A Guide for Buying & Using Beneficial Insects
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Putting Beneficial Insects to Work
"When we kill off the natural enemies of a pest. We inherit their work!" - C.B Huffaker
Today, many home gardeners let beneficial insects do their dirty work. The best way to embark on this wonderful relationship is with a little planning and preparation. Learn how to get beneficial insects to work with you in partnership and it will truly be the start of something big. After all, biological control -- which includes beneficial insects -- can save gardeners time, money and frustration.
Choosing the Proper Species
Don't send a boy to do man's job, right? Same is true in the bug world. When you can, you want to select the right predators/parasites for the job. For example, the tiny trichogramma wasp, with a wingspan of approximately 1/50th of an inch, will attack and lay its eggs in more than 200 different species of moth and butterfly eggs. By doing so, it prevents garden-devouring caterpillars (larvae) from hatching and eating plant leaves. Sure, once a caterpillar hatches, a host of general feeders and parasites will go after it, but the trichogramma wasp is your first line of defense because it specifically targets the eggs. Reduce the number of caterpillars that hatch and you'll avoid damage to your plants down the road (see Pest Control without Risks). In addition, by starting off early -- before the caterpillars have emerged -- other natural controls will have a better chance of keeping the rest of the pest population in check.
Keeping Beneficial Insects Happy
When using organic pest control, maintain an environment that nutures and helps beneficial insects. For example, cover crops protect many predators and parasites (see Enticing Predators to Patrol Your Garden). Also, you will need to ensure that the insects that you are buying will survive, if not thrive, in your climate. Usually this is not a big problem, but it's always wise to double-check the temperature and humidity needs for a given beneficial insect before you spend money on it. For example, some predatory mite species require a minimum relative humidity of 60%, while others do best at 40%. Choose the mite that will do best in your climate in addition to doing the best job against the pest you want to eradicate.
Take care. Care starts with your supplier, but it should continue once you've bought your bugs. Insectaries that breed predators and parasites raise their insects in the environment best suited to them and then they ship them to people like you and me during the part of the insects' life cycle when they are least vulnerable and most able to travel without ill effect. Once your beneficials arrive, provide them with a good home. For example, don't leave a package of insects in a hot mailbox or in a freezing cold vehicle. Also, consider daytime temperatures when making releases - do not put beneficials out during the heat of the day. Think about how industrious (or hungry) you feel when working in the garden at high noon. It's the same thing with your insects. They do better and are less apt to fly away when released during the cooler, more humid times of day. Provide for your beneficials and they will repay you well.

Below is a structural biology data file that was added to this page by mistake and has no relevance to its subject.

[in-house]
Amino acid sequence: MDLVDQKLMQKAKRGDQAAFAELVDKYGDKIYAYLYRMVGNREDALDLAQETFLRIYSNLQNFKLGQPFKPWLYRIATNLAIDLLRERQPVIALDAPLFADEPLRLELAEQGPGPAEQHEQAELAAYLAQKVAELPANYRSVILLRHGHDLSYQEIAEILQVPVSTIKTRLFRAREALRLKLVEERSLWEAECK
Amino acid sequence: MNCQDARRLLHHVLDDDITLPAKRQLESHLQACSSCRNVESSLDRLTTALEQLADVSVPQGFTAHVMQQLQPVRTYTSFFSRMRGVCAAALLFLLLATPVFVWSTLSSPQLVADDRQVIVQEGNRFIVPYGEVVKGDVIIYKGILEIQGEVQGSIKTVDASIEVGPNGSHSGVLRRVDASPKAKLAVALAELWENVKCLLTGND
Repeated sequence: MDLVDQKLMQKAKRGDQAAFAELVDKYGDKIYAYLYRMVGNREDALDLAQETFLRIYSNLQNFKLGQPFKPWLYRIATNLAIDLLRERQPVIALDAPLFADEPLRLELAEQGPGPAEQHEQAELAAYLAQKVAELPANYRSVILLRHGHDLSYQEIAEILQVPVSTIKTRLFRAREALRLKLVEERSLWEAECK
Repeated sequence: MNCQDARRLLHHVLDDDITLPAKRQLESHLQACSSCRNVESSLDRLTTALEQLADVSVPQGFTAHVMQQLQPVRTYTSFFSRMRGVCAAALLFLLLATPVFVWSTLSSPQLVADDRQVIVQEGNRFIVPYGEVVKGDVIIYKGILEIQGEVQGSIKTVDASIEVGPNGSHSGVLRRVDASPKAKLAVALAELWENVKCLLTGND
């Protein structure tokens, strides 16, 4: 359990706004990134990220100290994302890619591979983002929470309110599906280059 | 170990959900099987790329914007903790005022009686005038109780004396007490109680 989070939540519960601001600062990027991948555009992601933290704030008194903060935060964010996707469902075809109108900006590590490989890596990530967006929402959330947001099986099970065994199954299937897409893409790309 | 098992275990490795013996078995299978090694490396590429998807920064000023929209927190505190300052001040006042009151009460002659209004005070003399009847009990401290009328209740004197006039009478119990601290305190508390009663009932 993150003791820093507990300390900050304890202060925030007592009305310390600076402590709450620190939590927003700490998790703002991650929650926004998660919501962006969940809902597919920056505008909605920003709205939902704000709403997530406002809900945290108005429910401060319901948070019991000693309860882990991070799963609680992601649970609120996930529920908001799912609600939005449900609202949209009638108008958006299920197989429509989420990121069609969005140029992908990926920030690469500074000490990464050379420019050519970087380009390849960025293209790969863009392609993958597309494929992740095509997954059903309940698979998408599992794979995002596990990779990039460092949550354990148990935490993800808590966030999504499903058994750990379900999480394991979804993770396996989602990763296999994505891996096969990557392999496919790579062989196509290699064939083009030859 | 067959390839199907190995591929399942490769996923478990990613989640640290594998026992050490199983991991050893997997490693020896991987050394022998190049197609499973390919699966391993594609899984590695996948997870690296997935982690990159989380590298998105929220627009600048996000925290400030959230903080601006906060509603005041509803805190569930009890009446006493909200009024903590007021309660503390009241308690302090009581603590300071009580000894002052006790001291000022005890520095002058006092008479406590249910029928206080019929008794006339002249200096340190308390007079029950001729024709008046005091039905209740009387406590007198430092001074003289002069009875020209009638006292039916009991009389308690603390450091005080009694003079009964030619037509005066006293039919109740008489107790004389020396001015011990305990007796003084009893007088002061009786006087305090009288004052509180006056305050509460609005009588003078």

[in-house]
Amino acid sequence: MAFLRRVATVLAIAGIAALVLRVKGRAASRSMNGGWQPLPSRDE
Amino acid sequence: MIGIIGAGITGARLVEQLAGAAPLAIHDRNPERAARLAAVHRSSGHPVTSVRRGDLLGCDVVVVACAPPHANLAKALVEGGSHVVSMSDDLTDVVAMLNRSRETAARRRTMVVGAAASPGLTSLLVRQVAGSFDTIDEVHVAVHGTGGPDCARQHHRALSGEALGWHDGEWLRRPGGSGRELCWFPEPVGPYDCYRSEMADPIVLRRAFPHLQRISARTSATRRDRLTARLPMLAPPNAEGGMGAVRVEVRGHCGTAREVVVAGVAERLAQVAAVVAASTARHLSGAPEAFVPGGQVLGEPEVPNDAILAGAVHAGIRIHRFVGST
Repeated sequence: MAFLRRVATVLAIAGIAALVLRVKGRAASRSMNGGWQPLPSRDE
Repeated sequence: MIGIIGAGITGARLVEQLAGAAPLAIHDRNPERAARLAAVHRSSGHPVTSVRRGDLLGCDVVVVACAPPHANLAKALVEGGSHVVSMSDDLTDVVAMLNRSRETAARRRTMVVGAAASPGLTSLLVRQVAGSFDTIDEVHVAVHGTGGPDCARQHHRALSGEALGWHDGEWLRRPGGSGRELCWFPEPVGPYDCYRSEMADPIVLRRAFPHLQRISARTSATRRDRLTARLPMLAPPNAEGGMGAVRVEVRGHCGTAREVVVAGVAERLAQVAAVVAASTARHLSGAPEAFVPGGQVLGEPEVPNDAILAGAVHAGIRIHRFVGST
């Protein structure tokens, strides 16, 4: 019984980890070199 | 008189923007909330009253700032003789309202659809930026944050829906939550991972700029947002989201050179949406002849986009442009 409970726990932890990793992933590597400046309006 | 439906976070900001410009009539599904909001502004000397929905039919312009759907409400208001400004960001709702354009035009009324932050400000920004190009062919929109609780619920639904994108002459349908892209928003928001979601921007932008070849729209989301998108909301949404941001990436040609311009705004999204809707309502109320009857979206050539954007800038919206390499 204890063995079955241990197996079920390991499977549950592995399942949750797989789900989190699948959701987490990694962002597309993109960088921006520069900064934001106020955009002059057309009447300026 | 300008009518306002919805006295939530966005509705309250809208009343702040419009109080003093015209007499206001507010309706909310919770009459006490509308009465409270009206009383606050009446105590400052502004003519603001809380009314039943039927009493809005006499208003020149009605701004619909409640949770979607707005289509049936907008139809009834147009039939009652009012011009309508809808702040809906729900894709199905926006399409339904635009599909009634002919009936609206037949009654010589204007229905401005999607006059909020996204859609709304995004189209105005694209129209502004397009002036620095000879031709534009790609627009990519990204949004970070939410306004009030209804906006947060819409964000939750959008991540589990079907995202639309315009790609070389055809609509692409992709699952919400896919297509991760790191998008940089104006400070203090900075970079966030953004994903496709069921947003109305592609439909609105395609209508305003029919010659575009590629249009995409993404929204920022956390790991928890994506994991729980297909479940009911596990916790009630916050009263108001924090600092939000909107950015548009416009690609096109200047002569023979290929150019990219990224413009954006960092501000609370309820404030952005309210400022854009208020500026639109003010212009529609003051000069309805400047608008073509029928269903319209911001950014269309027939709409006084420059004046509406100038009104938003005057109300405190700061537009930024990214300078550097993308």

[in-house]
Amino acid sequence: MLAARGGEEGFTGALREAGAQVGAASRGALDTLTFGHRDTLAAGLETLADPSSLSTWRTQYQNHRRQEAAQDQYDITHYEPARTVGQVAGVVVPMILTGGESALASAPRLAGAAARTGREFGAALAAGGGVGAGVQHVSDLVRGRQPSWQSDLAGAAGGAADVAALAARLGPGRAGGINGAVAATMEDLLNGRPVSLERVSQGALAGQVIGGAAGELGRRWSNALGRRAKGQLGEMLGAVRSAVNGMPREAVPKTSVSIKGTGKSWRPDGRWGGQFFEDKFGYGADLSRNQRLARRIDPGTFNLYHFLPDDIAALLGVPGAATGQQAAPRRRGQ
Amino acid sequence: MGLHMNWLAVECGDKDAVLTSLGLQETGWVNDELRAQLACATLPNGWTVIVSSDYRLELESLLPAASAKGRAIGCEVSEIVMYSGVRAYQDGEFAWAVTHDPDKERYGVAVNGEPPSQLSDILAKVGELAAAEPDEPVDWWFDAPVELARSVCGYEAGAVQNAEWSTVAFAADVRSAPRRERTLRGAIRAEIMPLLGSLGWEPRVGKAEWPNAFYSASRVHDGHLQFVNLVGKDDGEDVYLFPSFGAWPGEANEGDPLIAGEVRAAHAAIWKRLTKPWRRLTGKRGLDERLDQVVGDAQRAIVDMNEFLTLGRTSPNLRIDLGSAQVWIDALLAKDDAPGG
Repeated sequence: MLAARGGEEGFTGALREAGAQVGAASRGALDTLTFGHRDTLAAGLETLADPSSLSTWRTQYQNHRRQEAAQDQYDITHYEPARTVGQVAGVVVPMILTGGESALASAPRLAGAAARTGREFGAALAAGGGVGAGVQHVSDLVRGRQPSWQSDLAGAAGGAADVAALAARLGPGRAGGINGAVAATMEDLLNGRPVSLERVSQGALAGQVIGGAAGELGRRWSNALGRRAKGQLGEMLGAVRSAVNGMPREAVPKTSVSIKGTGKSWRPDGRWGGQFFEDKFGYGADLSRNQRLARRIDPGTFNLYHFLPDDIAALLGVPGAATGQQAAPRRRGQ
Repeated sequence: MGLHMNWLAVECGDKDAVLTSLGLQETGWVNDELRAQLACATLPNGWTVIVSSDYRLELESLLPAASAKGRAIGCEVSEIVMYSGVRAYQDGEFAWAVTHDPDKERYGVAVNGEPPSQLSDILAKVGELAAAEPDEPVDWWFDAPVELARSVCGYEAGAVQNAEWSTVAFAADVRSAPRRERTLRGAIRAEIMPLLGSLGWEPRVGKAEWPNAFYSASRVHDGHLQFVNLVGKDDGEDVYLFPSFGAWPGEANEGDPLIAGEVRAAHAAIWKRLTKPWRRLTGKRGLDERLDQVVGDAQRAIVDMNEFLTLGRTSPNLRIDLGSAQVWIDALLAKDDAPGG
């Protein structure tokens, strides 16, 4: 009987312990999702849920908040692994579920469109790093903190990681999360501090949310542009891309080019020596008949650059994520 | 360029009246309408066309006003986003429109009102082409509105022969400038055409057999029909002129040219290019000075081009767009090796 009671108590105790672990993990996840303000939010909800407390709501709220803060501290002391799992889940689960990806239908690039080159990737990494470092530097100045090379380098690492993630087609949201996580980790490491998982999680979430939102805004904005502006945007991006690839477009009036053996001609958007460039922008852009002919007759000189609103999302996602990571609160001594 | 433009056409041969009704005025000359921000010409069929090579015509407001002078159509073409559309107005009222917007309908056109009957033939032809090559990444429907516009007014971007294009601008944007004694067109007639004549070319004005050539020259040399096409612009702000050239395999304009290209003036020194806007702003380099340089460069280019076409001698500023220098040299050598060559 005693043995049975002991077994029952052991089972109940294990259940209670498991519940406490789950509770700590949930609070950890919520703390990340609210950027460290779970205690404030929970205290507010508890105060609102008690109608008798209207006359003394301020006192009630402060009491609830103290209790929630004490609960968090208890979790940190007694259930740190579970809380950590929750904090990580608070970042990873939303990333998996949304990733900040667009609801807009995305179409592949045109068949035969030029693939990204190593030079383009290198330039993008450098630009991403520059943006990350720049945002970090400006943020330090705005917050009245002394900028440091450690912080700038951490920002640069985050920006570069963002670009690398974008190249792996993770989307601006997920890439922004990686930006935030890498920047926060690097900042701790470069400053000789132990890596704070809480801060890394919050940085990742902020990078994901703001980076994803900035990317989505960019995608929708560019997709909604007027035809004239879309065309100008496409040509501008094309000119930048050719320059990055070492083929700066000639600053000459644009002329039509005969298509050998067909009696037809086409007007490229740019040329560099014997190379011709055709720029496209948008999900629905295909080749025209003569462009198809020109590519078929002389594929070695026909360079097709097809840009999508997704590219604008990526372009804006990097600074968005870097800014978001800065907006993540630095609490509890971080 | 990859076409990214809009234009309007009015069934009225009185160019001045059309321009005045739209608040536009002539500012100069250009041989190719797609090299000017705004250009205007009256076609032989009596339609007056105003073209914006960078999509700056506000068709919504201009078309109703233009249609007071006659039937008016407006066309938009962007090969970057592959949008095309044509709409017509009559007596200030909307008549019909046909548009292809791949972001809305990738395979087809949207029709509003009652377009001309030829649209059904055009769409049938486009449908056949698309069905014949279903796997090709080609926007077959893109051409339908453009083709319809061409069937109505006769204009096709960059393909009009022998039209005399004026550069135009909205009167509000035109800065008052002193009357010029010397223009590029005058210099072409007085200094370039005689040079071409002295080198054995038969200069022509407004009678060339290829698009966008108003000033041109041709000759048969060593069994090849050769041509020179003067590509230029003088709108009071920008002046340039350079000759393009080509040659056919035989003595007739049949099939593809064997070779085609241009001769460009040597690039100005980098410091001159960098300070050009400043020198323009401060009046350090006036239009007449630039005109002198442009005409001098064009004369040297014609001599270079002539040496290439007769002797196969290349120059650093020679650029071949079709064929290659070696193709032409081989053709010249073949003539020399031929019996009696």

Time is of the essence
Timing is often the trickiest part of biological control. If you're releasing parasitic insects, a host or hosts must be available, otherwise the parasites will perish. In some cases, regular releases are possible because a number of hosts will be available to allow the population of parasites to grow so that they're in position of strength when common garden pests show up. When using a parasite that targets a pests specific life-cycle stage, you have to be sure to release the beneficial when the pest is in that stage. If the predator only goes after the eggs and not the beetle then you shouldn't wait until you have a large, mature beetle population before releasing the predator. For example, releasing trichogramma wasps after all the eggs have hatched into caterpillars will be of absolutely no help since trichogramma only parasitizes the eggs, not the caterpillars. The whitefly parasite, on the other hand, should not be introduced without the actual adult whitefly being present because it won't have a "pest stage" to attack.
While some predatory insects are able to survive periods without food, most need to eat constantly. So, if the predator is specific -- predatory mites, which only feed on pest mites -- you must make releases when the pest is present but before their numbers get too large to achieve effective control. However, if the predator is a general feeder like a praying mantis, it can be released as long as some food is available. Releasing beneficial insects over time allows the predator population to grow. The larger the population, the more effective the pest control.
Note: For best results, begin releases when pest populations are low to medium. If pest levels are high, use a least-toxic, short-lived natural pesticide (insecticidal soap, botanical insecticide) to establish control, then release beneficials to maintain control.
Place an ample amount of insect predators and/or parasites, in good condition, as close as possible to the infested area.
Proper application is, for the most part, just good planning and handling. Always take extra precautions when receiving the insects and maintain a good environment before they are released into your garden.
Rate of application is also very important and varies from beneficial to beneficial. Instructions are available for all of the commercially available beneficials and should be provided with each shipment.
Finally, do NOT wait until it's too late. You can save money, time, and, plants by properly timing your releases.
Follow these tips and you'll be reaping the benefits of beneficials throughout the growing season.
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